organization without asking for approval from managers. The idea is quite simple: people, who actually do a job,
whether it is running a complex machine or providing a simple service, are in the best position to learn how to do that
job the best way. Therefore, when there is a chance to improve the job or the systems of which a job is apart, people
should make those improvements without asking for permission. All employees participate in working toward
common goals. Total employee commitment can only be obtained after fear has been driven from the workplace,
when empowerment has occurred, and management has provided the proper environment. High-performance work
systems integrate continuous improvement efforts with normal business operations. Self-managed work teams are
one form of empowerment. This is how participation does a great job towards TQM.
Main elements of TQM are communication, recognition, participation, integrity and ethics of which
participation is one of the most important elements of TQM. It is said to be the major building brick of
an effective TQM. Employee participation includes training, teamwork and leadership.
Shalini Misra
Journal of Indian Research
Vol.1, No.3, July-September, 2013 (ISSN No. : 2321-4155)
Training – Training is very important for employees to be highly productive. Supervisors are
solely responsible for implementing TQM within their departments, and teaching their employees
the philosophies of TQM. Training that employees require are interpersonal skills, the ability to
function within teams, problem solving, decision making, job management performance analysis and
improvement, business economics and technical skills. During the creation and formation of TQM,
employees are trained so that they can become effective employees for the company.
Teamwork – To become successful in business, teamwork is also a key element of TQM. With the use
of teams, the business will receive quicker and better solutions to problems. Teams also provide more
permanent improvements in processes and operations. In teams, people feel more comfortable bringing
up problems that may occur, and can get help from other workers to
There are three types of teams that TQM organizations adopt:
A. Quality Improvement Teams or Excellence Teams (QITs) – These are temporary teams with the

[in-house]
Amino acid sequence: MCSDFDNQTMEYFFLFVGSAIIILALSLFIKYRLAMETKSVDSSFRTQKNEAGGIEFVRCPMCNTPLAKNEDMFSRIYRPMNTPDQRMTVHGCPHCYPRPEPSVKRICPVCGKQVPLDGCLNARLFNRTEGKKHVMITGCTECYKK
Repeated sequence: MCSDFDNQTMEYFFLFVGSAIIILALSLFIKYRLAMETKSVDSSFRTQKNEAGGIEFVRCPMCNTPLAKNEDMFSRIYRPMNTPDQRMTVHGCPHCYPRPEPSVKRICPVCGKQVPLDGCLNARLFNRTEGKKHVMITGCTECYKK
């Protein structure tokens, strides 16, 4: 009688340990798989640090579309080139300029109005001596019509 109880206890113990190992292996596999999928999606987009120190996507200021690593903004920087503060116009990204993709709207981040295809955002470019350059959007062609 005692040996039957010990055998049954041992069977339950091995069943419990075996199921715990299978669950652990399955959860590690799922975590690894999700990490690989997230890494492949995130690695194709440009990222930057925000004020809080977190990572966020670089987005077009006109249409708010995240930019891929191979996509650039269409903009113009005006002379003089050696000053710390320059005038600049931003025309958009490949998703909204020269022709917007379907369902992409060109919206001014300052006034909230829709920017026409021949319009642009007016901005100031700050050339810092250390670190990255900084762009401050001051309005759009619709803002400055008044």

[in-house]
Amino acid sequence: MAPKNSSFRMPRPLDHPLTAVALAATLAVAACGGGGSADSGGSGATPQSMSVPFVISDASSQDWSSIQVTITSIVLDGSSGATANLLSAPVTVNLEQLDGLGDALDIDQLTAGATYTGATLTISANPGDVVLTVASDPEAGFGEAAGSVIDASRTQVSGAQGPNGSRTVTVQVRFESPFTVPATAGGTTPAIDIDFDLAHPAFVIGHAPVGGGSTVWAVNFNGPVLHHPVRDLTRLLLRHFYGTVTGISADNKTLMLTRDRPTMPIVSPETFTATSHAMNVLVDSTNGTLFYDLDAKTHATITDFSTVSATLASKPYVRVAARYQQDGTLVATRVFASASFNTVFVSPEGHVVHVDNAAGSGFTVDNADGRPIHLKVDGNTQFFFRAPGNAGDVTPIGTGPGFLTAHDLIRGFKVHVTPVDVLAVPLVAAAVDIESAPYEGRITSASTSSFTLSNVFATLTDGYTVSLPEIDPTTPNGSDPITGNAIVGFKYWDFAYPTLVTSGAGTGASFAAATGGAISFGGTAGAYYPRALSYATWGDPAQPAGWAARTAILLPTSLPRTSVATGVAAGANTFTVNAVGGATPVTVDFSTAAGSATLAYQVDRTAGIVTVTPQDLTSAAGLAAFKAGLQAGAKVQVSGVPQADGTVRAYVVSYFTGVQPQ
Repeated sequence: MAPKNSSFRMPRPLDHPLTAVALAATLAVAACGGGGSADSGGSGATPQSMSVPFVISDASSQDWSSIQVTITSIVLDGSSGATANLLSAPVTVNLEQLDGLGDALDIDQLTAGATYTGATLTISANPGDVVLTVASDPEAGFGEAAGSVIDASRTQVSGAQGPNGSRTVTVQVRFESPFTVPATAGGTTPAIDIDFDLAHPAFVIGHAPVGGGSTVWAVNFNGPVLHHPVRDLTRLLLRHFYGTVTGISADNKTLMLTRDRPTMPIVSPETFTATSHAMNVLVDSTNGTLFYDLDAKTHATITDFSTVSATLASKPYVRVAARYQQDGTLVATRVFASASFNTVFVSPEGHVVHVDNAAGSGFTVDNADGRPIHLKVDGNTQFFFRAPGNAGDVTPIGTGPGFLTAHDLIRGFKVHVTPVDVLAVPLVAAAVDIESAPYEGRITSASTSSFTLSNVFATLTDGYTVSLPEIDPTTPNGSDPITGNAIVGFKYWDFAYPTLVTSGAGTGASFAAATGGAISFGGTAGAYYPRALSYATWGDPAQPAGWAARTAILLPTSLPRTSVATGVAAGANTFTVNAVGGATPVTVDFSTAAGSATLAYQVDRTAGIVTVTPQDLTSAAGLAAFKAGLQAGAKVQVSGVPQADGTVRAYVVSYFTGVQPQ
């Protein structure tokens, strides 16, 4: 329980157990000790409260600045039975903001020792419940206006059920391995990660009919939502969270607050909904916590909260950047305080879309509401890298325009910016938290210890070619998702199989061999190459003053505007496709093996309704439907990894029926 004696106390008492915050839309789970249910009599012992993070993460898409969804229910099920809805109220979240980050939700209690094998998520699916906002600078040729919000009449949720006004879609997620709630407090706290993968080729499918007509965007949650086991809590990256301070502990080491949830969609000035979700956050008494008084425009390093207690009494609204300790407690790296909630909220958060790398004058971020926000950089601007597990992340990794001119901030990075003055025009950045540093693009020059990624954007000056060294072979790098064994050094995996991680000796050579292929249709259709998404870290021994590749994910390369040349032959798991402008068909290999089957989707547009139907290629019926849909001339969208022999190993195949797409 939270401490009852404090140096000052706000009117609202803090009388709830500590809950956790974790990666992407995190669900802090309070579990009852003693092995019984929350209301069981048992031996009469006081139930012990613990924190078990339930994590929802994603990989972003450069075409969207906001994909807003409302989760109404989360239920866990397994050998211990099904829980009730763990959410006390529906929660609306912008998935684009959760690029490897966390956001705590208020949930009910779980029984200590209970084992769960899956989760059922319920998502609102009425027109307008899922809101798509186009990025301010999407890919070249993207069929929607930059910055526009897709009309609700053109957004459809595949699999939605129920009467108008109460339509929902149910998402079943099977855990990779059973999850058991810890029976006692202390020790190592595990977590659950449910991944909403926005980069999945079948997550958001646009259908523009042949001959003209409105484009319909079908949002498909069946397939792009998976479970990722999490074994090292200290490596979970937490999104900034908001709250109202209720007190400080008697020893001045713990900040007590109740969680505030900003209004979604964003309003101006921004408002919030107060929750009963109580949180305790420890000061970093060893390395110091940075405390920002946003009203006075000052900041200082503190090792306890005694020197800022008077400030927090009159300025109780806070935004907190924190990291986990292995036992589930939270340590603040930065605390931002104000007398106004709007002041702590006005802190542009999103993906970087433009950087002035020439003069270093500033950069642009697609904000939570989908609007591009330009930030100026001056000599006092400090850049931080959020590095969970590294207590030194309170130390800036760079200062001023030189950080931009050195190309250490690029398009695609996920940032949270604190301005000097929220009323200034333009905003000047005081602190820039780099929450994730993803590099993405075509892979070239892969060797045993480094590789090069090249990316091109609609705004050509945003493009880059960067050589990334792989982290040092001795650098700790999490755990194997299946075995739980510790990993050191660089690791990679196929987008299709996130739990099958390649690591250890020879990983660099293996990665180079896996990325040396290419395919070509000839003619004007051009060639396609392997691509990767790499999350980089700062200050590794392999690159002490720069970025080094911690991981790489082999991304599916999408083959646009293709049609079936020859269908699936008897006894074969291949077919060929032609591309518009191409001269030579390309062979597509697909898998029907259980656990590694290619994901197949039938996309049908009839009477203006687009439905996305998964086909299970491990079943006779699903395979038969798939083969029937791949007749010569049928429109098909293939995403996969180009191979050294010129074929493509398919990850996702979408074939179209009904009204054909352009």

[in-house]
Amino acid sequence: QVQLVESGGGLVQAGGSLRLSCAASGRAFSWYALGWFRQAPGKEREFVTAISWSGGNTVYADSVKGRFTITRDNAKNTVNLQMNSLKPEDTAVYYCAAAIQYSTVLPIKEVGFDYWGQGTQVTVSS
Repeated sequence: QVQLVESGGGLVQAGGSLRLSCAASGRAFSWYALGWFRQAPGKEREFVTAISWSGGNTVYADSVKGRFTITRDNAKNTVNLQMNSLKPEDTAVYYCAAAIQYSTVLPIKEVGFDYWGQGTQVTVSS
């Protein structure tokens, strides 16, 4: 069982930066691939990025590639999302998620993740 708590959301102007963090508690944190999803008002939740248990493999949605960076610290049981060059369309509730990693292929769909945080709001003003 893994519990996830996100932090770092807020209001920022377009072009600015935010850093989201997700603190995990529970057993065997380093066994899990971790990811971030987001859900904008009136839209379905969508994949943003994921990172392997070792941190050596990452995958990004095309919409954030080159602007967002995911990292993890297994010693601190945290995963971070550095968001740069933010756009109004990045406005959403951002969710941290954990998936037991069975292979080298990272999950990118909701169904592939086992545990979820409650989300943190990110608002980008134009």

purpose of dealing with speci
B. Problem Solving Teams (PSTs) – These are temporary teams to solve certain problems and also to
identify and overcome causes of problems. These generally last from one week to three months.
C. Natural Work Teams (NWTs) – These teams consist of small groups of skilled workers who share
tasks and responsibilities. These teams use concepts such as employee involvement teams, self-managing
teams and quality circles. These teams generally work for one to two hours a week.
Leadership – It is possibly the most important element in TQM. It appears everywhere in organization.
Leadership in TQM requires the manager to provide an inspiring vision, make strategic directions that are
understood by all and to instill values that guide subordinates. For TQM to be successful in the bus iness,
the supervisor must be committed in leading his employees. A supervisor must understand TQM, believe in
it and then demonstrate their belief and commitment through their daily practices of TQM. The supervisor
makes sure that strategies, philosophies, values and goals are transmitted down throughout the organization to
provide focus, clarity and direction. A key point is that TQM has to be introduced and led by top management.
Commitment and personal involvement is required from top management in creating and deploying clear
quality values and goals consistent with the objectives of the company and in creating and deploying wel l
To be able to become a total quality organisation, some of the bad practices must be recognised and
corrected. These may include:
• Leaders not giving clear direction
• Not understanding, or ignoring competitive positioning
• Each department working only for itself
• Trying to control people through systems
• Confusing quality with grade
• Accepting that a level of defects or errors is inevitable
• Fire
• “It’s not my problem” shirking attitude
Journal of Indian Research
Vol.1, No.3, July-September, 2013 (ISSN No. : 2321-4155)
Total quality management can be summarized as a management system for a customer-focused organization
that involves all employees in continual improvement. It uses strategy, data, and effective communications to
integrate the quality discipline into the culture and activities of the organization. We should appreciate the fact that
these elements are key in ensuring the success of TQM in an organization and that the supervisor is a huge part
in developing these elements in the work place. Without these elements, the business entities cannot be successful
TQM implementers. It is very clear from the above discussion that TQM without involving integrity, ethics and trust
would be a great remiss, and in fact it would be incomplete. Training is the key by which the organization creates
a TQM environment. Leadership and teamwork go hand in hand. Lack of communication between departments,
supervisors and employees create a burden on the whole TQM process. One must encourage employees through
granting due recognition for their contribution in the overall completion of given task.
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Shalini Misra